Truckers and students add to government woes
Lorry and ambulance drivers are expected to join a walkout called by the CGT and FO unions from Sunday evening in protest at 'the crumbs' offered by the government in response to the gilets jaunes movement.
The unions say that they want to 'defend purchasing power' - and have called on the 700,000 drivers of HGVs, ambulances, removal vans and armoured cash trucks, to strike indefinitely.
Union bosses are also angry at a recent ruling by France's highest administrative court, the Conseil d'Etat, which annulled the provisions of a 2016 decree setting higher rates for overtime for lorry drivers. The CGT said the court's decision "may have a negative impact on the purchasing power" of its members.
Earlier this week, the Ministry of Transport had told AFP that the court's ruling had been expected, and 'will not change anything in practice'. It accused the unions of calling a strike under ‘a bad pretext’.
Meanwhile, dozens of lycées across France - notably in Versailles, Créteil and Marseille - have been at least partially closed as students protest against the government's education reforms.
Near Paris, police on Tuesday fired tear gas at a group of students throwing stones at them.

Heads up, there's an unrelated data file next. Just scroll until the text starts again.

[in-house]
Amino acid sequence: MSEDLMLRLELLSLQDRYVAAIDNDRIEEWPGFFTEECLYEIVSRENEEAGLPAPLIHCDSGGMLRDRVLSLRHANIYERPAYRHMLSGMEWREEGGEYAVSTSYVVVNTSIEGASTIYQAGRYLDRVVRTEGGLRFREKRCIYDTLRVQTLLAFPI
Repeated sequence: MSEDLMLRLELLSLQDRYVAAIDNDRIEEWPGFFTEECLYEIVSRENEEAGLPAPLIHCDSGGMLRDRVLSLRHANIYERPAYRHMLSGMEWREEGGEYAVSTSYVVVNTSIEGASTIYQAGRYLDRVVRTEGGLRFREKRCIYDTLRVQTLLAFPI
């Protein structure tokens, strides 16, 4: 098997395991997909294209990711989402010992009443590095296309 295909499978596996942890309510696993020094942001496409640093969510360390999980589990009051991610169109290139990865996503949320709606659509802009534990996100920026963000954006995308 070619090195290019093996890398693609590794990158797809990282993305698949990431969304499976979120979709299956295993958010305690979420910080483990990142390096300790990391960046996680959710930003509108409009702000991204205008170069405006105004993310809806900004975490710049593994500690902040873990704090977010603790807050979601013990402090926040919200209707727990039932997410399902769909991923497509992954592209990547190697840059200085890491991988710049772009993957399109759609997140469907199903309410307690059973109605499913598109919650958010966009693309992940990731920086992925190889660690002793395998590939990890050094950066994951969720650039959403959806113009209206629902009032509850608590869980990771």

The students oppose the government's recent reforms of the Baccalaureate and of the lycée which are currently being implemented.
The reforms aim to orientate students toward specific degrees sooner and to eliminate the three broad subject choices - science, literature or social sciences.
Before their final year students will now choose two specific "major" subjects as well as two "minors" alongside the standard curriculum.
And instead of being based purely on results in the final exams, the new Bac grade would incorporate marks and test results obtained throughout the two final years of school.
Students are also against last year's shake-up of university entrance procedures which they see as being too selective. Protesters also oppose plans to introduce a form of national service for all young adults by 2026.
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